U.S. anti-competitive pressure against Huawei, ZTE is doomed to fail
Bradley Blankenship

Editor's note: Bradley Blankenship is a Prague-based American journalist, political analyst and freelance reporter. The article reflects the author's opinions, and not necessarily the views of CGTN.

Swedish newspaper Dagens Nyheter (DN) recently revealed that U.S. pressure on Sweden was inevitably what led the country to exclude Huawei and ZTE from its 5G network construction.

Such a revelation was unsurprising because evidence of U.S. interference on such decisions across the world, and especially in Europe, has been abundantly clear from the start. There is no doubt that the U.S. is openly engaging in anti-competitive behavior that seeks to undermine the success of high-tech Chinese companies, but this strategy is doomed to fail.

Officially, the Swedish government claims that the Chinese government exerts full control over the country's private sector. Granting Chinese companies contracts to develop high-tech infrastructure thus, according to the logic behind the ban, could give the Chinese government or military unwanted access to Swedish telecommunication networks.

This claim is certainly not bound to any material fact and has not been defended by any evidence, meaning that it is speculation at best. It also applies a ridiculous double standard given that it is extremely clear, for example, that many American companies doing business abroad openly collude with U.S. defense and intelligence – they often don't make it a secret.

Instead, it is a clear anti-competitive order issued by Washington and meant to hamper what is a challenger in the high-tech market, China. So-called national security concerns are always the go-to defense when Washington has no other excuse left to persecute or demonize an entity or person for standing in the way of its own strategic goals, which is quite ironic.

There are several clear strategic goals to be delineated here. Certainly the U.S. would like to keep the collection of any relevant data points in-house, that is to say within its own strategic network and able to be collected or readily used by U.S. intelligence. It is already widely known, as was the subject of the Edward Snowden leaks, that Washington has established a global surveillance ring that can target anyone in the world at any time without compelling legal justification so long as it has free access to the data points.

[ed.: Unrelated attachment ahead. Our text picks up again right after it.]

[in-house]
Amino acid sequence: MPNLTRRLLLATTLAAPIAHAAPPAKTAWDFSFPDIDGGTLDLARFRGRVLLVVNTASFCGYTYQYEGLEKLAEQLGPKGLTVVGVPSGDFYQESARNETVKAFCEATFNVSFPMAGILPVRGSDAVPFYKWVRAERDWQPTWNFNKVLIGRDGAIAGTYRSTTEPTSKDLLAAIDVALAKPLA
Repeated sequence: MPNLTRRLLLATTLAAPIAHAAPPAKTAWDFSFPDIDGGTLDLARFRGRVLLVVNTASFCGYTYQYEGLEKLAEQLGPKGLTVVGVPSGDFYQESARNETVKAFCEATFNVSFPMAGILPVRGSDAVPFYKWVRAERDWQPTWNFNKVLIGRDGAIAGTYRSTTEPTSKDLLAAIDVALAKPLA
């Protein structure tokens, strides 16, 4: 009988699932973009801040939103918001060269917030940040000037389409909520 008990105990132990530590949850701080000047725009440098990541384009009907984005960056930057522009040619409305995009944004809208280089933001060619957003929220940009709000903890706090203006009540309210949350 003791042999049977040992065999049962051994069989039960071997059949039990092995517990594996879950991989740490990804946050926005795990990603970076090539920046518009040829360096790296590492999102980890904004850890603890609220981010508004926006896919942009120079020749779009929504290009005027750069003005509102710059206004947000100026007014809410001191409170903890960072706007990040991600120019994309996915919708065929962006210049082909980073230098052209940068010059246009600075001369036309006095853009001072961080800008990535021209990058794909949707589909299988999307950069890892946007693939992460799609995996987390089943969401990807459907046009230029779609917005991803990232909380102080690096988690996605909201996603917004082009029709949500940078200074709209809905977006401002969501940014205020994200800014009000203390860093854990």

People walk past a Huawei customer service center in Berlin, Germany, March 12, 2019. /VCG

People walk past a Huawei customer service center in Berlin, Germany, March 12, 2019. /VCG

The U.S. is also beholden to its corporate sector. Large tech companies have hijacked policy in many ways, basically making the Department of State a key part of their international cartel to stifle competition. This is why, for example, the current U.S. administration is so heavily against a proposed European data tax – because it would cut into U.S. Big Tech's profits.

More importantly, hampering Chinese companies in developing 5G technology, or really any technology, around the globe could, Washington believes, help slow down China's growing technological superiority. The U.S. wants to remain the world's technological hub and keep innovation and the ability to independently innovate squarely out of the hands of any would-be challenger. It realizes that self-reliance on such things undermines Washington's ability to maintain its global hegemony.

The problem with this strategic goal is that it is deeply counter-productive. First of all, it undermines the entire idea of a rules-based international system of commerce that was Washington's self-stated goal for so long. It also only hurts those countries giving into such politicized bans because their development of, in this example, 5G technology will only be slowed, hurting them far more in the long run.

If they are unable to develop such infrastructure by themselves in a timely fashion, which is apparently the case, it should be self-evident exactly why this is self-destructive. For example, it will mean that Sweden, or any other country suffering a similar fate, will be stuck in the technological past for some time – apparently just to spite Beijing. But this in no way actually slows down the development of Chinese technology, only perhaps strikes some profits in the short-term.

At the same time, tit-for-tat retaliation from China could inevitably be worse for some in the long run. This is precisely why Borje Ekholm, Chief Executive Officer (CEO) of Swedish telecom giant Ericsson, has been lobbying the Swedish government to repeal its ban against Huawei and ZTE, according to a DN report. Ericsson understands that they could suffer ramifications in China for the short-sighted actions of the Swedish government, which is why they're threatening to leave Sweden altogether.

The real solution here is for other companies, American or not, to compete fairly. If the U.S. would like to win over contracts to develop new technology or infrastructure fairly, it means that its companies need to actually be superior in their respective field. That is to say that high-tech Chinese companies entering into competition in the West are healthy, proper and should, in principle, lead American or other Western companies to perform even better.

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